This weekend, I attended Event Camp East Coast. It was organized as a structured unconference and followed the Conferences that Work model. Conferences That Work is one of many group processes that put the participants at the center of the event to establish common ground, build community and create something together.
There was no agenda. There were no powerpoints. No overhead projectors. And no presentations. There were no speakers. There was no looking at the back of anyone’s head in sessions.
Are you still with me?
There was no production equipment. No stages. No livestream. And only a light twitter stream. The most advanced technology at the event was EventMobi from Bob Vaez.
The event was unplugged. Yet, we were so plugged in.
Identifying Our Talents and Strengths
There were two key processes that helped us get started. The first was a process called the “round table.” In that process, we went around the room and answered three questions:
> Who are you
> What do you want out of the event
> What can you offer
Two scribes then took notes on flip charts and posted those around the room.
Out of that process, I learned about the hidden talents of the other attendees that were in the room. So, when it was my turn to go – I could say – “I want to learn about Design from Deb Roth, Improv from Jenise Fryatt, Advanced Social Media from Kiki L’Italien and talk about Brain learning with anyone that wants to talk about it.” (@brainstrength – identified herself as an expert on brain research when it was her turn.)
This process was lengthy and tiring, but it helped me get to know some key facts about the other attendees. This came in handy once we cracked open the wine.
Tapping Into Our Wisdom
While consuming wine and getting to know each other better, we started to build an agenda. This was the second step.
We created the agenda by coming up with discussion topics and then writing our name down beside each topic. If we had expertise and willingness to lead a session – we could indicate that with a letter code.
Then, while the rest of us continued to talk and network – a group of 6 people went into the “serious room” and sorted everything out. What emerged in the morning was a 14 session program that tapped into the collective wisdom and talents of the people that we had at the event.
For some people, this step was too unstructured and too slow for their tastes. For me, it gave me plenty of time to have productive and engaging conversations with a bunch of different people – including some who were skeptical.
I liked that.
We The People
The next morning was a lot of fun! The session rooms were setup with chairs organized in a circle with 1 flip chart. The session leader would kick off the session with a few points and then a dialogue would take place.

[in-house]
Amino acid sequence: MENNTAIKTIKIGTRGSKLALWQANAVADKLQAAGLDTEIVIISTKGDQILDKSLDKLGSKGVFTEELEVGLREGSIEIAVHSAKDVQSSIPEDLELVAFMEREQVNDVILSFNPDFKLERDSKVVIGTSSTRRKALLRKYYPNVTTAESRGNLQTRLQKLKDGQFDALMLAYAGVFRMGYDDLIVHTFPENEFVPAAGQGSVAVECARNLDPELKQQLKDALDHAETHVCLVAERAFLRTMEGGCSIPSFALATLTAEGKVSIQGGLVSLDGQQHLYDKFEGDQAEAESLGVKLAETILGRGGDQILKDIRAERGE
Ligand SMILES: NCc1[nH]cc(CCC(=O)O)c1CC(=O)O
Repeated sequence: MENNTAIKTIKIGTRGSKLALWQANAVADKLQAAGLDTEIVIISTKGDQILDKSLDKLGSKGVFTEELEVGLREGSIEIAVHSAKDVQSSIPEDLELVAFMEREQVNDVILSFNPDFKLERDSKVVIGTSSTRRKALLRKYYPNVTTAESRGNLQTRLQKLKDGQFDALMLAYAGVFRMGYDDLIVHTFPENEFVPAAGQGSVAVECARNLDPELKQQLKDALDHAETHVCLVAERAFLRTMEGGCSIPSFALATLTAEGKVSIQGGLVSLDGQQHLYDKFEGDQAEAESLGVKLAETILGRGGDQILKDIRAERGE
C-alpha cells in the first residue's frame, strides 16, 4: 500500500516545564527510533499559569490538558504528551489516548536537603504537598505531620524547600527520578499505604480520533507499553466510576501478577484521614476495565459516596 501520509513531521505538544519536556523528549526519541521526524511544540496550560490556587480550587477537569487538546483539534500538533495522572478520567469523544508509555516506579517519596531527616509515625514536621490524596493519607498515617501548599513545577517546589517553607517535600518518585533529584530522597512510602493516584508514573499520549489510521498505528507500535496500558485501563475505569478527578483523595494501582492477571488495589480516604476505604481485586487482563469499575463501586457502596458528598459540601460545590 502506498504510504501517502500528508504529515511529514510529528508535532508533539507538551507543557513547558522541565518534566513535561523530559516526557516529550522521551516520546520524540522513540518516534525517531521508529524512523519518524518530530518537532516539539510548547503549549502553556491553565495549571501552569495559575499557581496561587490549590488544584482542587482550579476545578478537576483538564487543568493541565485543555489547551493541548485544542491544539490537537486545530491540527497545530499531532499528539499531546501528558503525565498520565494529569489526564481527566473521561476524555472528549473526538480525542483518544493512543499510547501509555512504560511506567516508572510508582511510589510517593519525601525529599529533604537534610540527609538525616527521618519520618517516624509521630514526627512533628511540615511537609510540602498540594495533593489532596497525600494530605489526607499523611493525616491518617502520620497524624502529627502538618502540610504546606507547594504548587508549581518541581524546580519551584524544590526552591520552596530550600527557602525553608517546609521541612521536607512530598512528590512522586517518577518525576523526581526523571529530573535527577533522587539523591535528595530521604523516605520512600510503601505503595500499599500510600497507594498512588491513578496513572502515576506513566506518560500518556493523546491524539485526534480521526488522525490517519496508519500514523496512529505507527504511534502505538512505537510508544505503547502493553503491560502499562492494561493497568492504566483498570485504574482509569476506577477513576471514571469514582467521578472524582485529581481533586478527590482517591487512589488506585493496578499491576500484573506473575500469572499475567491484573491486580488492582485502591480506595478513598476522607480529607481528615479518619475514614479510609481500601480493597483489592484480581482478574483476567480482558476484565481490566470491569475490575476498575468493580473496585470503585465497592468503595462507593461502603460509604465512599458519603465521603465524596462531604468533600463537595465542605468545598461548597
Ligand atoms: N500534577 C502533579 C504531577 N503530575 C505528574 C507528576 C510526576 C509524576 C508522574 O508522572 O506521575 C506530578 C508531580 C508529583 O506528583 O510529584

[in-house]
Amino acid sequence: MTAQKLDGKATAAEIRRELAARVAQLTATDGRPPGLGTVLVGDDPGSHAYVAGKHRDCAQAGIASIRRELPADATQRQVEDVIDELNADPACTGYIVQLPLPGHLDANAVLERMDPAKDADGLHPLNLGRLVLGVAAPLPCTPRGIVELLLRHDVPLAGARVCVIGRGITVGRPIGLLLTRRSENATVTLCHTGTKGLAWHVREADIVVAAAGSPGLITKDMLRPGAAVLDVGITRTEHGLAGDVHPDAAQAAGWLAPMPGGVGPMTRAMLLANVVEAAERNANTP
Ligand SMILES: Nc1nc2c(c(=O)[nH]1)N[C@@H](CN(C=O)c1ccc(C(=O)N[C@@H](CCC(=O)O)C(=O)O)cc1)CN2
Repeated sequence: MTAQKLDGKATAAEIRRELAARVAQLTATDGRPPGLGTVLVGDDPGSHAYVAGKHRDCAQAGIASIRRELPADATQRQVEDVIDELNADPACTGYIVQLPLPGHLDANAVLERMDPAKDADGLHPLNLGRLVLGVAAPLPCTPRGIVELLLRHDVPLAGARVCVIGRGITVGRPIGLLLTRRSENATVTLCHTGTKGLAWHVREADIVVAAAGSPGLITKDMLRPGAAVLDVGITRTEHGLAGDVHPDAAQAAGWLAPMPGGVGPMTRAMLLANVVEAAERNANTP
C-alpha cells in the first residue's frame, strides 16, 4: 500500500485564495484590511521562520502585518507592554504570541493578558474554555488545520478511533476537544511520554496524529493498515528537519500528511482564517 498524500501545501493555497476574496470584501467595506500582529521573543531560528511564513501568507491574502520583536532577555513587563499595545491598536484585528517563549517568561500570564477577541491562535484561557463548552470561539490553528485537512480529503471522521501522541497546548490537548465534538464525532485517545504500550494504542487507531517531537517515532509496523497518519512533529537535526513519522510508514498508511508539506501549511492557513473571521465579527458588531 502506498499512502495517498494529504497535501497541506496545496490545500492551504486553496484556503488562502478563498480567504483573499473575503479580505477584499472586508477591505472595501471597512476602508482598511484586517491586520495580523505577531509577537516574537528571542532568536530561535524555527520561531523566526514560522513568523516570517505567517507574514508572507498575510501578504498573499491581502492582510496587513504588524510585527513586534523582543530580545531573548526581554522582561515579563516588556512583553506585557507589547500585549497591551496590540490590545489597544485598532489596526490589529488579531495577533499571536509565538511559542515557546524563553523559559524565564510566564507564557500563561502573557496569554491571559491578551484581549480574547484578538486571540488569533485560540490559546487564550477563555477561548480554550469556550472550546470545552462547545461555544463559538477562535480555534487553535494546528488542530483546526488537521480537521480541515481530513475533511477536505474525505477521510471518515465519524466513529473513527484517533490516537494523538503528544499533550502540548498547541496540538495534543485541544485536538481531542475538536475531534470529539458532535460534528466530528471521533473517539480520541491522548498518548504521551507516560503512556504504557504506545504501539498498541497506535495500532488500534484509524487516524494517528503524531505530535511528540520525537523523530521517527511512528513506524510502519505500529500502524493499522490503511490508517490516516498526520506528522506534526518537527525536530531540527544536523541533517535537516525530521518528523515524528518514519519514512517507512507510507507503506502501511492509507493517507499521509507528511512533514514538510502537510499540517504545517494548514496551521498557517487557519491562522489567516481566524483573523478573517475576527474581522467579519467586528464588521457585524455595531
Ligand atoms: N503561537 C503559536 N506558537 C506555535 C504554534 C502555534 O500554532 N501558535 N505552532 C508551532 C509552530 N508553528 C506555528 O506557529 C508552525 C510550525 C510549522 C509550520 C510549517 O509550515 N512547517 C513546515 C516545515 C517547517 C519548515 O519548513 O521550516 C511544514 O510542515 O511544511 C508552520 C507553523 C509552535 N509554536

Each room had a circular seating arrangement. This made sure that we were all equal. We all had an opportunity to ask questions or make comments when we wanted. Since, we knew each other – the dialogue flowed much smoother than if we were unknowns in the session.
While we didn’t get a powerpoint deck with 62 slides from each presentation to take home – what we did get was a bunch of new resources for answers, help and support.
Those resources were our fellow attendees. The people.
A Group Unites
The final sessions gave us an opportunity to take a step back and reflect on what we had seen, experienced and learned. Then we could choose to share those insights with our colleagues around the room. (We had moved from “fellow attendees” to colleagues at this point). Since each of us came from a different place we took away something different.
- I have never been to a conference where I felt like I got to know so many new people so well. We shared together, learned together and established common ground.
- I thought it was remarkably empowering to get to know the people around me and then say “I want to learn from you” and then go have a discussion with 10-18 other people that feel the same.
- This isn’t the type of event format that lends itself to webcasting. A video stream here would have failed – badly. It would have been like watching the Ann Arbor City Council on public access television – people would have left after 3 minutes. Then, they would have complained that the livestream was no good.
- It takes courage to put on event like this. It takes courage to register and pay for an event like this. Yet, I would attend again – because the networking and collaboration were so powerful.
We have a bunch of different formats and technologies that we can use in our events. Your selection of event format should depend on your objectives. Not all formats are good for learning. Not all conference formats are good for engagement. Not all conference formats are right for livestreaming.
Event Camp East Coast was great for building a peer-to-peer community.